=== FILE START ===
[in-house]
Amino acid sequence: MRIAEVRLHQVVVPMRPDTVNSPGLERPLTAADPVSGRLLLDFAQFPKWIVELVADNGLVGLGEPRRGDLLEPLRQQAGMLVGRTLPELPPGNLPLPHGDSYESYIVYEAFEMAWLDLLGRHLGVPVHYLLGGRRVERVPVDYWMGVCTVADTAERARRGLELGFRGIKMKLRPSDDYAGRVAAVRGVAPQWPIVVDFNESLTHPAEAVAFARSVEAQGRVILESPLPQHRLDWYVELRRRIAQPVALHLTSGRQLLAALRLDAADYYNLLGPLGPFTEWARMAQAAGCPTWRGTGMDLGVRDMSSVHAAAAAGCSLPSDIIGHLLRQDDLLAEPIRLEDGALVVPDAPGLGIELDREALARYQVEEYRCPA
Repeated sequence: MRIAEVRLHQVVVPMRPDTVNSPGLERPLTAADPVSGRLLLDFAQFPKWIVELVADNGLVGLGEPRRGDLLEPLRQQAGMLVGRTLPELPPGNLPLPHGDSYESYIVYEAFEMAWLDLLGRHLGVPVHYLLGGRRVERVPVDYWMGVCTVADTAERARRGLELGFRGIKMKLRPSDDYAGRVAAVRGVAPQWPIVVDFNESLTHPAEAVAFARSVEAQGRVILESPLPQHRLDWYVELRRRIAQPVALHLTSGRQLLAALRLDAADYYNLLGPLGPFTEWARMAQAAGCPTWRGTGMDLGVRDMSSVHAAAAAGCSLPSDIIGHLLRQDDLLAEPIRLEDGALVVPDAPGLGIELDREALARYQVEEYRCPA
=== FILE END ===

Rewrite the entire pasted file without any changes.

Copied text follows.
[in-house]
Amino acid sequence: MRIAEVRLHQVVVPMRPDTVNSPGLERPLTAADPVSGRLLLDFAQFPKWIVELVADNGLVGLGEPRRGDLLEPLRQQAGMLVGRTLPELPPGNLPLPHGDSYESYIVYEAFEMAWLDLLGRHLGVPVHYLLGGRRVERVPVDYWMGVCTVADTAERARRGLELGFRGIKMKLRPSDDYAGRVAAVRGVAPQWPIVVDFNESLTHPAEAVAFARSVEAQGRVILESPLPQHRLDWYVELRRRIAQPVALHLTSGRQLLAALRLDAADYYNLLGPLGPFTEWARMAQAAGCPTWRGTGMDLGVRDMSSVHAAAAAGCSLPSDIIGHLLRQDDLLAEPIRLEDGALVVPDAPGLGIELDREALARYQVEEYRCPA
Repeated sequence: MRIAEVRLHQVVVPMRPDTVNSPGLERPLTAADPVSGRLLLDFAQFPKWIVELVADNGLVGLGEPRRGDLLEPLRQQAGMLVGRTLPELPPGNLPLPHGDSYESYIVYEAFEMAWLDLLGRHLGVPVHYLLGGRRVERVPVDYWMGVCTVADTAERARRGLELGFRGIKMKLRPSDDYAGRVAAVRGVAPQWPIVVDFNESLTHPAEAVAFARSVEAQGRVILESPLPQHRLDWYVELRRRIAQPVALHLTSGRQLLAALRLDAADYYNLLGPLGPFTEWARMAQAAGCPTWRGTGMDLGVRDMSSVHAAAAAGCSLPSDIIGHLLRQDDLLAEPIRLEDGALVVPDAPGLGIELDREALARYQVEEYRCPA